Fifteen years ago I dragged a girl I was dating to see Wrong Turn. She wasn’t a fan of horror movies. Needless to say we didn’t date for very long but I’ll always have Wrong Turn. The “redneck” slasher movie that was part Texas Chainsaw Massacre and part Deliverance was released on May 30 2003. Though it did modestly well at the box office, critics weren’t very impressed. Yet somehow, in the years since its released Wrong Turn has spawned several straight-to-video sequels. Most recently, Hollywood even rebooted it with much better critical results.
Late for a job interview, medical student Chris Flynn decides to take a shortcut through the West Virginia wilderness. But Chris takes a “wrong turn”, inadvertently crashing into a car carrying five college students on a road trip. No one is hurt, but now they’re lost and stranded in the woods. Things only get worse when three mutated, cannibalistic mountain men begin hunting them.
Wrong Turn Chews on a Familiar Story
At the time of its release, Wrong Turn was neither a critical nor a financial success. The hillbilly horror flick grossed just north of $15 million against a production budget of approximately $12 million. Among other things, critics singled it out for its lack of originality. And it’s hard to argue that Wrong Turn isn’t a bit derivative. Cabins in the woods, wrong turns, attractive young people, and deformed cannibals – dozens of horror movies have followed that template. In spite of its lack of trailblazing, Wrong Turn is also an inherently watchable popcorn movie that lends itself to multiple viewings. Perhaps the best way to describe Wrong Turn is that it knows what audiences want and delivers on those expectations.
In spite of its lack of trailblazing in the horror genre, Wrong Turn is an inherently watchable movie that lends itself to multiple viewings.
A movie about cannibalistic mountain men needs to supply a healthy dose of gore. While Wrong Turn isn’t going to compete with more hardcore movies, like The Hills Have Eyes, it capably delivers on its cannibalistic carnage with severed ears, chopped body parts, and a pretty inventive ax killing. Director Rob Schmidt paces the admittedly rote scares at a quick pace. Wrong Turn keeps its mutant cannibal hillbillies hidden early on, building towards a big reveal that hits all the right creepy notes. Similarly, Schmidt methodically ratchets the scares and violence just enough. That opening scene is a brilliantly executed scare.
The Legendary Stan Winston and a Surprisingly Strong Cast Turn Out For Dinner
In spite of its run-of-the mill premise, Wrong Turn boasts a better than expected cast. Eliza Dushku (Soul Survivors), best known as Faith in Buffy the Vampire Slayer, headlines the the movie. Not surprisingly, Dushku is excellent doing the best she can with what’s pretty limited material. Buffy fans will likely be disappointed that Dushku’s character doesn’t get to flex her muscles as much as her television alter-ego. Wrong Turn’s screenplay wastes Dushku, regulating her largely to a “helpless victim” character, particularly in the climax. Wrong Turn fills outs the rest of the cast with familiar faces from the 2000s including Emmanuelle Chriqui, Jeremy Sisto, Lindy Booth, and Desmond Harrington. In particular, Sisto (May) shines with a rather endearing, charismatic performance.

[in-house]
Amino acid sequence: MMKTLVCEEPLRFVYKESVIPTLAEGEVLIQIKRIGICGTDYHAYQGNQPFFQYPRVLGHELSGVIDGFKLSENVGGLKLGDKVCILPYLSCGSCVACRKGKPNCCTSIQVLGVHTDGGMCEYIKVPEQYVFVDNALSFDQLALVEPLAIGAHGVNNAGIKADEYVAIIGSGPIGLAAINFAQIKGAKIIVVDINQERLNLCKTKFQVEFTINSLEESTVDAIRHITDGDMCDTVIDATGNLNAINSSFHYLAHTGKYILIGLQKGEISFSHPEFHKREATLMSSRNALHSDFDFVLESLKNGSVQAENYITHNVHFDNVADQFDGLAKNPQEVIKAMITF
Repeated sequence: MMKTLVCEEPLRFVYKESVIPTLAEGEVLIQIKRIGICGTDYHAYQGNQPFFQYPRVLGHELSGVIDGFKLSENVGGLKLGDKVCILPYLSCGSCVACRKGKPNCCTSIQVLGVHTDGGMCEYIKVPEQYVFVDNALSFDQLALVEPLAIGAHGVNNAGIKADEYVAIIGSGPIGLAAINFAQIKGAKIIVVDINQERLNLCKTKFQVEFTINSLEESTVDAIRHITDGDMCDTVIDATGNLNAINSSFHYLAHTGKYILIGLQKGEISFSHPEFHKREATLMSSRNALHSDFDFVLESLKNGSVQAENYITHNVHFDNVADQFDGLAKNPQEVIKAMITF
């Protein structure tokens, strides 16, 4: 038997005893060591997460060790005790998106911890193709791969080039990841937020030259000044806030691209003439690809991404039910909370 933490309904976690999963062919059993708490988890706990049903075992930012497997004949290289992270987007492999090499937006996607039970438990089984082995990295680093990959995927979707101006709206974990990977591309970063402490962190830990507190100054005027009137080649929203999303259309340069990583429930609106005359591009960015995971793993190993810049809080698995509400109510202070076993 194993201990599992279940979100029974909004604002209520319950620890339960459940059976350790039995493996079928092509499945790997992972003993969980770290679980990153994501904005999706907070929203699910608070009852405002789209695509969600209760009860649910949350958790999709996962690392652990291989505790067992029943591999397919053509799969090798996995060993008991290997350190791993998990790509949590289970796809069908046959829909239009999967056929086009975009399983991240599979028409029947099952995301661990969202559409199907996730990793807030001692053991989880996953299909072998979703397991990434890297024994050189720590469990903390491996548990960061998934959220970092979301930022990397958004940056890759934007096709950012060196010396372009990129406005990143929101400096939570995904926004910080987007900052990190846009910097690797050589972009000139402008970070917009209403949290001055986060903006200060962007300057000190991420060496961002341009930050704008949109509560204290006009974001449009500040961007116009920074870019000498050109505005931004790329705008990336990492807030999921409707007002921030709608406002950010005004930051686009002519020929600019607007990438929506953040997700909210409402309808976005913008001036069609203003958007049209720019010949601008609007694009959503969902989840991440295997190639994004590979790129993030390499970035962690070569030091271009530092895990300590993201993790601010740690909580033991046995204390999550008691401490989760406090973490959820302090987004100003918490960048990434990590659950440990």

Not surprisingly, Dushku is excellent in her role doing the best she can with what’s pretty limited material.
Arguably, the legendary Stan Winston’s (Aliens, Predator) make-up effects make the biggest impression in Wrong Turn. His makeup effects for the hillbilly killers – Three Finger, Saw Tooth, and One Eye – are remarkable and instantly distinguish Wrong Turn from most rural horror film villains. Aside from Winston’s work, nothing about our killers stands out. Wrong Turn doesn’t give these mutants much motivation or backstory. Canadian character actor Julian Richings (Cube) at least give Three-Finger a distinctive, haunting laugh. Not surprisingly, Three-Finger is the only consistent presence across the franchise.
Wrong Turn’s Legacy Includes An Endless Supply of Questionable Sequels
Fans of this movie are probably that a sequel, Wrong Turn 2: Dead End, followed a few years later. That sequel, which had the distinction of casting punk rock legend, Henry Rollins, was surprisingly good. In fact, Dead End may actually be a better than the original. Whereas Wrong Turn feels predictable, the over-the-top violence and gross-out effects in Dead End gave the sequel a bit of flair.
Apparently, however, the producers behind Wrong Turn decided the world was lacking in cannibal hillbillies.
Apparently, however, the producers decided the world needed more cannibal hillbillies. To rectify this problem, they followed the Hellraiser franchise’s blueprint. Inevitably, a stream of straight-to-video sequels and prequels surfaced. To date, five Wrong Turn sequels have released, each one dragging the concept further down a cliff. Not much separates one sequel from the next. One prequel is set in the winter. Another in an abandoned asylum. Additionally, the quality of the acting and makeup effects is negatively correlated with the amount of random sex and nudity. A 2021 remake showed a bit of promise for future directions.
Wrong Turn is the Comfort Food of Horror Movies
No, the word “legacy” probably doesn’t apply. Either ‘derivative’ or ‘middling’ probably are more accurate. After 15 years, its basic premise hasn’t gotten any fresher. But there are plenty of horror movies that have re-served the same premise with less return. Regardless of the criticisms, Wrong Turn is still a suitably fun popcorn horror movie. Sometimes we just crave something familiar and straightforward, even if we know it isn’t great. Wrong Turn is kind of like comfort food for horror fans. It gives you exactly what you expect, with no tinkering or fiddling, and capably delivers on the concept.